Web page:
On 7/28/13 9:23 PM, Paul M Foster wrote:
On Sun, Jul 28, 2013 at 08:46:06PM -0500, Larry Garfield wrote:
On 07/28/2013 12:38 PM, Ashley Sheridan wrote:
On Sun, 2013-07-28 at 13:37 -0400, Jim Giner wrote:
Never write your own form? I'm guilty - oh, so guilty. What exactly is
a 'security hardened' form?
- All forms need a valid CSRF token to avoid CSRF attacks. This
needs to be matched between the submitted form and server-maintained
state. Do all of your forms have that? Every single one? (A GET
lookup form like a search box doesn't need it, but anything with
POST does, I'd argue.)
Yes. I wrote a "bless" class just for this purpose, which I use on all
- Do you have a select element? Do you have error handling for when
someone submits a value for that wasn't one of the option elements?
Yes, since I realize that what comes back to me may bear no resemblence
to what I coded in HTML. Thus, I always check for allowed "SELECT"
- Your text input field has a max length of 20. Does your code
return an error when the user enters a string of 100 characters?
Yes. Same answer. Putting a max length of 20 in the HTML works okay, but
the user could still submit something much longer if they are attempting
to hack the page. Thus I always check for max characters on the return.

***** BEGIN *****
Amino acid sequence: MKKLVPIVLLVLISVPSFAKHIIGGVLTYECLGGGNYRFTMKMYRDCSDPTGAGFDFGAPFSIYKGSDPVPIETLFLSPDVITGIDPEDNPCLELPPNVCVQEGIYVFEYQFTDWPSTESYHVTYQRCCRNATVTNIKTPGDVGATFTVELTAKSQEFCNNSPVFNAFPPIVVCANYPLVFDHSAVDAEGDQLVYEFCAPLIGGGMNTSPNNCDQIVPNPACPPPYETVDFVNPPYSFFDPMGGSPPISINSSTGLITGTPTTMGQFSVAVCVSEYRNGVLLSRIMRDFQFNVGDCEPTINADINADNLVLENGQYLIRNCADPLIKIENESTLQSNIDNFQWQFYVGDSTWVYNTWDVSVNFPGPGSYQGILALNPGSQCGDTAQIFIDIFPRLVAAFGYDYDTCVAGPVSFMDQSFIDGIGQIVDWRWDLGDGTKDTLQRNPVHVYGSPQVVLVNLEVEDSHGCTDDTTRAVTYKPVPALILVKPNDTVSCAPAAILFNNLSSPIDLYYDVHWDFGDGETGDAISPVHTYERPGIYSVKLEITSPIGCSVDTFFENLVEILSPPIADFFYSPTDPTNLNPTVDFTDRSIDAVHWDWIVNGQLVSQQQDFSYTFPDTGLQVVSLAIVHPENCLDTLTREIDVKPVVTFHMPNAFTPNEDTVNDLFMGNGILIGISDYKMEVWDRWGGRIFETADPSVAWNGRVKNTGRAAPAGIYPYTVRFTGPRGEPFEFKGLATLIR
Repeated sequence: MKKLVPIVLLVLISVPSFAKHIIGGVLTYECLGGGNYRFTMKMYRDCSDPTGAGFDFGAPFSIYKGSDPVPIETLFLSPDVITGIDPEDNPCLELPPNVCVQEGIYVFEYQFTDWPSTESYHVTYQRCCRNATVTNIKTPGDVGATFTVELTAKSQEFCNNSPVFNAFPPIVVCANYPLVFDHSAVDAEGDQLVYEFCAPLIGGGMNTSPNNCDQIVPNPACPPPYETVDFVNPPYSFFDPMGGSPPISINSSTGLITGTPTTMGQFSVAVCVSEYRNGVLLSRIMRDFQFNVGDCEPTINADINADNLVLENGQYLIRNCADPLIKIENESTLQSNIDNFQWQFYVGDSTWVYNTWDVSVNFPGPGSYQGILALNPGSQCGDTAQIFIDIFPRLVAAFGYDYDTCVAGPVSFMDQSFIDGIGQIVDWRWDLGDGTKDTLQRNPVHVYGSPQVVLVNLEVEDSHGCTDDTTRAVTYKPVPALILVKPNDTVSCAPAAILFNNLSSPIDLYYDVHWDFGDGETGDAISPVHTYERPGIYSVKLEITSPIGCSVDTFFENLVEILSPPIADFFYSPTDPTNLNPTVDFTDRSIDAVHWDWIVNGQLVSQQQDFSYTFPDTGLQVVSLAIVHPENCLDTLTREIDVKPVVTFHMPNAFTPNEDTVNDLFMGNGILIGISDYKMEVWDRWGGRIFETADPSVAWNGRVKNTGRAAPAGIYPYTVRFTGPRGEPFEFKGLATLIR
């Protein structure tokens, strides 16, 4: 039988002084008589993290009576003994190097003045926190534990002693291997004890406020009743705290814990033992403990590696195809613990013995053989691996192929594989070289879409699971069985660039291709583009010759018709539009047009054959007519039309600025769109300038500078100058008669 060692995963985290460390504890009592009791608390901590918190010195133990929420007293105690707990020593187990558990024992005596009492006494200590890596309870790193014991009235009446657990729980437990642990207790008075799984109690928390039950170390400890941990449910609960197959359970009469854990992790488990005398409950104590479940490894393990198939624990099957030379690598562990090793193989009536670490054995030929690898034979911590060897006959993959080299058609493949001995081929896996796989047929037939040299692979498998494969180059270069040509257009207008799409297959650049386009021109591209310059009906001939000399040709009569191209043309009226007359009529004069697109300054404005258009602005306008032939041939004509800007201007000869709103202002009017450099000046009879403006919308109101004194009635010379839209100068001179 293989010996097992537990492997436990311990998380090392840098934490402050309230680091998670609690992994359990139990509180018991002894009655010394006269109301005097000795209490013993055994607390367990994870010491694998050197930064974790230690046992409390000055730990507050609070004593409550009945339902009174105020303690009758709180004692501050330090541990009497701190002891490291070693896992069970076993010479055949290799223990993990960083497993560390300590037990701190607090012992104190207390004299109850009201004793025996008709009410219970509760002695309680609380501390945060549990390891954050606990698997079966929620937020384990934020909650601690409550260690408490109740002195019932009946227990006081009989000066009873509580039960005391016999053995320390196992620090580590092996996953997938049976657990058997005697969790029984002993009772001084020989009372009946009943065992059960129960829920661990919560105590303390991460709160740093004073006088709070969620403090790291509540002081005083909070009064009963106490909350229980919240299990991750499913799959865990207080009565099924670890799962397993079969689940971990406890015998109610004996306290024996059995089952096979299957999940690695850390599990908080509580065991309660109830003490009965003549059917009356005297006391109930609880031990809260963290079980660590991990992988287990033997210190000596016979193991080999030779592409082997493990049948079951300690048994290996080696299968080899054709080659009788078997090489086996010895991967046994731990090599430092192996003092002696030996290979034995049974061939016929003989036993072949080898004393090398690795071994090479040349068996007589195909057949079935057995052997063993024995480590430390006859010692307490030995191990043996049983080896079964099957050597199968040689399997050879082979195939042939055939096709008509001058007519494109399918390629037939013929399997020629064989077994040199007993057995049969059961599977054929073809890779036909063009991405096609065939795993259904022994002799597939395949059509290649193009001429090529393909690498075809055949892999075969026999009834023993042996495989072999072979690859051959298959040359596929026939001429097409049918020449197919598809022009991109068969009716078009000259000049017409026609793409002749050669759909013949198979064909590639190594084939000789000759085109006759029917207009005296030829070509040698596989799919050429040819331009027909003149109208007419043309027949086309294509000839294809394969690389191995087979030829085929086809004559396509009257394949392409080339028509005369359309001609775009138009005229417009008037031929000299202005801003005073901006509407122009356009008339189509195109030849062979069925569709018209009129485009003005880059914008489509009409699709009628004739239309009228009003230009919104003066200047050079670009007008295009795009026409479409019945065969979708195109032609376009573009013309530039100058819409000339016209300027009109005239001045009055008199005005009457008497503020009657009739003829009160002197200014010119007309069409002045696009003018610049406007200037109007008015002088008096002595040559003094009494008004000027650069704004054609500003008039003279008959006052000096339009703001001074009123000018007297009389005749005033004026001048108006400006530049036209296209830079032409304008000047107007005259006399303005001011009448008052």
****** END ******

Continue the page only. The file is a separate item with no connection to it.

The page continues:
- Are you checking for weird edge-case-y character encoding issues?
(Some versions of some browsers can be hacked by sending UTF-7
instead of UTF-8 for certain parts of the request. I don't fully
understand that stuff myself, either.)
No I don't check for this.
- You have a "number" field (HTML5). Does your PHP code handle
someone submitting a string anyway?
I don't use HTML5 tags like this, since they are not universally
supported. However, I check that numbers look like numbers on return and
strings look like strings on return. PHP has built-in functions for
All this is part of my validation class.
- Are you checking all of those correctly every single time you
write a form?
Except as noted above. This is all home-grown, using native PHP
functions designed to do these things, and classes I've written. I
carefully examine each field when writing the POST-handling code with
the idea in mind that no matter what the HTML says, the return value
must conform to what *I* think it should be. No MVC framework written by
others (though I do conform to MVC paradigm).
Then you're not writing your own form tags from the sound of it; you're
writing your own Form API. Still an improvements. :-)
Now, let's talk about form accessibility...
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